Newly reissued and until now long unavailable, the legacy of Tony Trischka’s 1985 album Hill Country has been kept alive by musicians and fans via carefully-guarded vinyl pressings and cassette dubs. On October 21 Rounder Records will release the highly anticipated re-mastered edition, complete with extensive new notes and a bonus track, restoring to print a pivotal piece of bluegrass history. By investigating his roots in the tradition, maverick banjo virtuoso Tony Trischka crafted an album that revealed limitless potential for innovation within the boundaries of classic bluegrass – inspiring all those who heard it.
1. Brandy Station 2:46
2. Sunny Days 3:31
3. Bloozinee 2:28
4. Crossville Breakdown 2:43
5. Looking for the Light 2:00
6. Hill Country 2:00
7. New York Chimes 3:02
8. Flat Gap 3:27
9. Strawberry Plains 4:07
10. Mississippi Sawyer 1:39
11. Stop Action 2:20
12. Crosseyed Cricket 2:04
13. Buffalo Creek 3:55
Tracks 1-4 and 7-9 were recorded on January 30, 1985 at the Nashville Sound Connection, Nashville, Tennessee by Bil VornDick.
Tracks 5-6 and 10-12 were recorded on February 20, 1985 at Bias Recording, Springfield, Virginia by Jim Robeson.
“Buffalo Creek” is from the Rebel album Knee Deep in Bluegrass: The AcuTab Sessions and appears here courtesy of Rebel Records.
“Hill Country” (the song) was remixed on March 27, 1985 at Evergreen Recording, New York City, by David Stone.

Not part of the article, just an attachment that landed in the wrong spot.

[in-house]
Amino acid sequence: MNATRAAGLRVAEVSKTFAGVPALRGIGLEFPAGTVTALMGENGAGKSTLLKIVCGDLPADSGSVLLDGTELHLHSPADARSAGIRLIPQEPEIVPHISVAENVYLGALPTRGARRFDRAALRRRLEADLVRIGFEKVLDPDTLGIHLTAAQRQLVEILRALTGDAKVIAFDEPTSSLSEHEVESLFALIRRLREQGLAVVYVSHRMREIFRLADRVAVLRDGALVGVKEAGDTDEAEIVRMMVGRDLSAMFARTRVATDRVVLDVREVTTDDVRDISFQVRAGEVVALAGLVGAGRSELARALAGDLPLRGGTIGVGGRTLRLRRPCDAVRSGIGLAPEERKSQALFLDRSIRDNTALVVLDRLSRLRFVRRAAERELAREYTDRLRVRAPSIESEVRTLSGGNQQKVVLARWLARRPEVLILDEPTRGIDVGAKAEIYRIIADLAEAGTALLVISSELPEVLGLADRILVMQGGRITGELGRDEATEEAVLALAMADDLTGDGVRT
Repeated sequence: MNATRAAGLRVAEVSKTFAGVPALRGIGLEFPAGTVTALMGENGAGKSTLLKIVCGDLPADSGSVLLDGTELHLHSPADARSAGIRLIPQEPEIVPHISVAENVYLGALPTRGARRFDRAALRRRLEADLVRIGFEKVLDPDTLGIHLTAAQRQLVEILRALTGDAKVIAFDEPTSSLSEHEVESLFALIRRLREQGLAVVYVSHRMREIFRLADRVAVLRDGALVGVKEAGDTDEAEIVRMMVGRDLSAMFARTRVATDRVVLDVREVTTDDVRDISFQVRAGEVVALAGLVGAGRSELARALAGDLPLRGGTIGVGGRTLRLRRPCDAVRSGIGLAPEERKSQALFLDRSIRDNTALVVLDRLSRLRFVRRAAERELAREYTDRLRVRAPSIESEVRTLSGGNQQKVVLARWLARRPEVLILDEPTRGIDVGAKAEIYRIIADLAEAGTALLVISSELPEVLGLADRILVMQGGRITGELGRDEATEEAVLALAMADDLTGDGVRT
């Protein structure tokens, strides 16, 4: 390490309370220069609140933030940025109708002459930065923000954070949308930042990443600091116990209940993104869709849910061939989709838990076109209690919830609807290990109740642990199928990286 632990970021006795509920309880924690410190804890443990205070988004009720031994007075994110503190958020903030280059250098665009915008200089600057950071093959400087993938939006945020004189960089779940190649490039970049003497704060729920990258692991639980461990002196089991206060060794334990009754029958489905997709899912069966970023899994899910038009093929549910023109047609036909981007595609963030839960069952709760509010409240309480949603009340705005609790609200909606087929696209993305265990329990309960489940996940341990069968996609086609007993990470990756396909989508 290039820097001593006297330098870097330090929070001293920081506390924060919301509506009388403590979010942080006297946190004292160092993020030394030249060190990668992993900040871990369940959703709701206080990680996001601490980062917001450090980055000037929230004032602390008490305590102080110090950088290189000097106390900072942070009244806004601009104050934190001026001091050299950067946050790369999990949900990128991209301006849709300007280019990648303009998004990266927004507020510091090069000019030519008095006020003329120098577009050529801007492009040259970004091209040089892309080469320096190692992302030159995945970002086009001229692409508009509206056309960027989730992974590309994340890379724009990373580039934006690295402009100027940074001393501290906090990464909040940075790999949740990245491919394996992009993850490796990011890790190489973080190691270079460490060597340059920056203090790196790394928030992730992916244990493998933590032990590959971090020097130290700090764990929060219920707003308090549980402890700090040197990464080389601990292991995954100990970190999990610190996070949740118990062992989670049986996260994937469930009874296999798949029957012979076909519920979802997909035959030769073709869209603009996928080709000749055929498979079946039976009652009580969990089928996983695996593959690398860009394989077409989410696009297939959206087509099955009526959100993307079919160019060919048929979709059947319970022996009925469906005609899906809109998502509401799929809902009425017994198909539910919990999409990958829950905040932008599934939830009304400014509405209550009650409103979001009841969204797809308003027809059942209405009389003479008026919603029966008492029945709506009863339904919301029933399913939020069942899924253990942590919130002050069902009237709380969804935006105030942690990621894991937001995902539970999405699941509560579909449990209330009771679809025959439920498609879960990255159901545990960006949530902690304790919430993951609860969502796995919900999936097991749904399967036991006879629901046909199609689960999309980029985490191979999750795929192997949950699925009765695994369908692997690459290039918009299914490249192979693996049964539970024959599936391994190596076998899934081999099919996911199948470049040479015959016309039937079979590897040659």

The Nashville sessions were produced by Béla Fleck.
The Bias sessions were produced by Tony Trischka.
All the mixing was done by Béla Fleck with assistance from Tony Trischka.
Mastered by Toby Mountain at Northeastern Digital, Southborough, Massachusetts.
All tunes were composed by Tony Trischka with the exception of “SunnyDays,” composed by Sonny Osborne and Tony Trischka, and “Mississippi Sawyer,” which is traditional.
Lyrical assistance on “Looking for the Light” by Dede Wyland.
This album is dedicated to Bill Monroe and Earl Scruggs, and I want to make a special dedication to Don Reno, who opened so many creative doors and who, personally and musically, gave so freely of himself.
Thanks, as always, to Ken Irwin and all the Rounders past and present.
And special thanks to my amazing family Assunta, Sean, Zoe, Nona and Grandpa.
Front and back cover photographs by David Gahr.
Original design and artwork by Susan Marsh.
CD design by
Liner notes by Tony Trischka, Ron Thomason and Tom Adams.
Also available by Tony Trischka on Rounder:
18964-0124-2 Fiddle Tunes for Banjo (with Béla Fleck and Bill Keith)
11661-0171-2 A Robot Plane Flies Over Arkansas
11661-0247-2 Solo Banjo Works (with Béla Fleck)
11661-0294-2 World Turning
11661-0296-2 Rounder Banjo Extravaganza Live (with Tom Adams and Tony Furtado)
11661-0321-2 Minstrel Banjo Style (with Bob Carlin and others)
11661-0354-2 Glory Shone Around: A Christmas Collection
11661-0454-2 Bend (Tony Trischka Band)
82161-0493-2 New Deal (Tony Trischka Band)
11661-0548-2 Double Banjo Bluegrass Spectacular
11661-1508-2 Dust on the Needle
18964-1578-2 The Early Years
Also available by Tony Trischka & Skyline on Flying Fish:
18964-0664-2 Ticket Back
These are the first liner notes I’ve written for my own record. I’ve done this because the music contained in these grooves represents a departure for me and I want you to know why I’ve made this move.